Some Universal Features of Ideal Audiences in Legal Contexts

  • George C. Christie
Part of the Law and Philosophy Library book series (LAPS, volume 45)


It is time now to turn in a more focused way to the consideration of how the notion of an ideal or universal audience—we have used the terms interchangeably—actually operates in legal argumentation. Some aspects of the ideal audience that manifest themselves in legal argumentation seem to have truly universal acceptance; others, although thought of as universal, seem more closely tied to particular cultures. Let us begin by examining those attributes of legal argumentation that seem to be universally accepted in actual fact. These tend to concern the structure of the legal process and to focus on the role of the judge. A judge is expected to be impartial. He should have no interest in the outcome of the case or ties of affection with any of the litigants. He must have the patience to listen to all the parties before him, a notion encapsuled in the old Latin maxim, audi alteram partem. The judge is furthermore expected to base his decision on the proofs and arguments presented to him. In the event he feels obliged to decide the case on a basis not discussed by the parties, ideally the judge should give the parties an opportunity to be heard on these new issues before final judgment is rendered. Above all the judge should be situated in a governmental structure that guarantees his independence from either the executive or the legislature and he must be protected from the wrath of private parties who might react negatively to his decisions. All this is encapsuled under the concept of the “rule of law,” a concept whose achievement in practice has been one of the greatest achievements of Western civilization and whose importance for social and economic development is now universally accepted. It took a long time to achieve in the Western world and it is becoming readily apparent that its achievement in much of the rest of the world will come only as the result of an arduous effort.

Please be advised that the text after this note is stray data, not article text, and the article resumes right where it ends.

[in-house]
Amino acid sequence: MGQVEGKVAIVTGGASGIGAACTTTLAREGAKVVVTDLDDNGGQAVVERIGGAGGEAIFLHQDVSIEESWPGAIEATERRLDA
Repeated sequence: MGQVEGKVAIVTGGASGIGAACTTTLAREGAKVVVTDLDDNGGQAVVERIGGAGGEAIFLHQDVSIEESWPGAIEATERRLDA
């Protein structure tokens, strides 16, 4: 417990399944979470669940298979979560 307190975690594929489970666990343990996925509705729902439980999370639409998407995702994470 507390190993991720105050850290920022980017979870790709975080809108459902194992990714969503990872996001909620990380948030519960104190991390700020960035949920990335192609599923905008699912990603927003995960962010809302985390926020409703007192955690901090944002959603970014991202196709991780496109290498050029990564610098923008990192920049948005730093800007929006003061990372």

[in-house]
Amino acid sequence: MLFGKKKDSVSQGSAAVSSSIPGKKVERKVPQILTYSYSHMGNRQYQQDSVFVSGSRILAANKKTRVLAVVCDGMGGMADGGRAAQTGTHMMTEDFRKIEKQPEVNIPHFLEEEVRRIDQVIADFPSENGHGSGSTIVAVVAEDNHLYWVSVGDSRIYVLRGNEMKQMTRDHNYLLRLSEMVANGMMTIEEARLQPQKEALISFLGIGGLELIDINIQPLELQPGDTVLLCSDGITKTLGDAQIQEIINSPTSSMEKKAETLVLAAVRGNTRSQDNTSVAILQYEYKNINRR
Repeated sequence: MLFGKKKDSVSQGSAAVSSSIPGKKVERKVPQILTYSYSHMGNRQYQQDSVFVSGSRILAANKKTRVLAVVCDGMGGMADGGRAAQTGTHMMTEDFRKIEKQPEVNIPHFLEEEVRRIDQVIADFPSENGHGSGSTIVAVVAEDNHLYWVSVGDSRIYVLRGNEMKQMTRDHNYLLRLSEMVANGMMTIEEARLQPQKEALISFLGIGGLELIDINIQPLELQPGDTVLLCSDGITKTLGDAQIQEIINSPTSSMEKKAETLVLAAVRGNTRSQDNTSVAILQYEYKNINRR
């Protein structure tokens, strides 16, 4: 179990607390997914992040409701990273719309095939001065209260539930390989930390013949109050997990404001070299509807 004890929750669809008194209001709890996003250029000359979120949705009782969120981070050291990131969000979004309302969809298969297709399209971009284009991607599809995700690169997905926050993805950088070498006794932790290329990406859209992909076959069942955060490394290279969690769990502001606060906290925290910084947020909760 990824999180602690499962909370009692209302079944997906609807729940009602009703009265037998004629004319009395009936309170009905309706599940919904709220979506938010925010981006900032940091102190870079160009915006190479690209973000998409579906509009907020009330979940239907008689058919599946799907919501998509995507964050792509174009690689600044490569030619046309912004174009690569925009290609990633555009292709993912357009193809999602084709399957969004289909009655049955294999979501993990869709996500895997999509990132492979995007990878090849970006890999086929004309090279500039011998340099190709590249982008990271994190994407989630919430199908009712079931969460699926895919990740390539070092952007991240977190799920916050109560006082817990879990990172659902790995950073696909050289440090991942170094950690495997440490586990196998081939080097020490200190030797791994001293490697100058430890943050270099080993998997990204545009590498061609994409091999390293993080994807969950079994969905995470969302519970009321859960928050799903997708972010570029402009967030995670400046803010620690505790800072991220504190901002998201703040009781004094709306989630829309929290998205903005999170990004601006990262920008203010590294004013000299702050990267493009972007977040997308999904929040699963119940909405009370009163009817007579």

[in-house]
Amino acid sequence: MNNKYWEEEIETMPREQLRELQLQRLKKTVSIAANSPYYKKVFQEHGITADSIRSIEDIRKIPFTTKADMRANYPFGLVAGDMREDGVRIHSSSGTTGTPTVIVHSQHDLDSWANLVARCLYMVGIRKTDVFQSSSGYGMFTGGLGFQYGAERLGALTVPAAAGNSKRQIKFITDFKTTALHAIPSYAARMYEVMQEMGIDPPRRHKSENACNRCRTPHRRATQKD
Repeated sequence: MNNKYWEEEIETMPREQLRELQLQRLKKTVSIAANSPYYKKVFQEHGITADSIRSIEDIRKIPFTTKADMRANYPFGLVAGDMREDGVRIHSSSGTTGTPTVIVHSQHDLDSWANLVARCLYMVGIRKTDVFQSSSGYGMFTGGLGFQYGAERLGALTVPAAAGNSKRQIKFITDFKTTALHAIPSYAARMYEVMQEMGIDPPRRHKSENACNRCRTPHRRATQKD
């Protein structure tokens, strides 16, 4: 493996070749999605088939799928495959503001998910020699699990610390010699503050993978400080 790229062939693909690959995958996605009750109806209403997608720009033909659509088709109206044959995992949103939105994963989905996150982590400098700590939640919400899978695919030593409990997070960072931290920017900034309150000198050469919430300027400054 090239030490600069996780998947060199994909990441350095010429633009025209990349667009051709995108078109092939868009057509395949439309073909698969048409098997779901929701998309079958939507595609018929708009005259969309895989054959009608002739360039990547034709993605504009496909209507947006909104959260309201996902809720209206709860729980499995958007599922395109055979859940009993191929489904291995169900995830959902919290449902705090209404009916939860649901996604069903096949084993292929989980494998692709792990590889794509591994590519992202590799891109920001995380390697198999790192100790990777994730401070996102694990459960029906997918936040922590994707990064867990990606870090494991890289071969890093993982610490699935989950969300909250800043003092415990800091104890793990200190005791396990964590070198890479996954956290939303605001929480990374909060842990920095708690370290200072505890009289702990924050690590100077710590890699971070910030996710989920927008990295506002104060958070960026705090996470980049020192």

Universal Feature Drug Dealer Legal Argumentation Private Party Judicial Process 
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Copyright information

© Springer Science+Business Media Dordrecht 2000

Authors and Affiliations

  • George C. Christie
    • 1
  1. 1.Duke UniversityDurhamUSA

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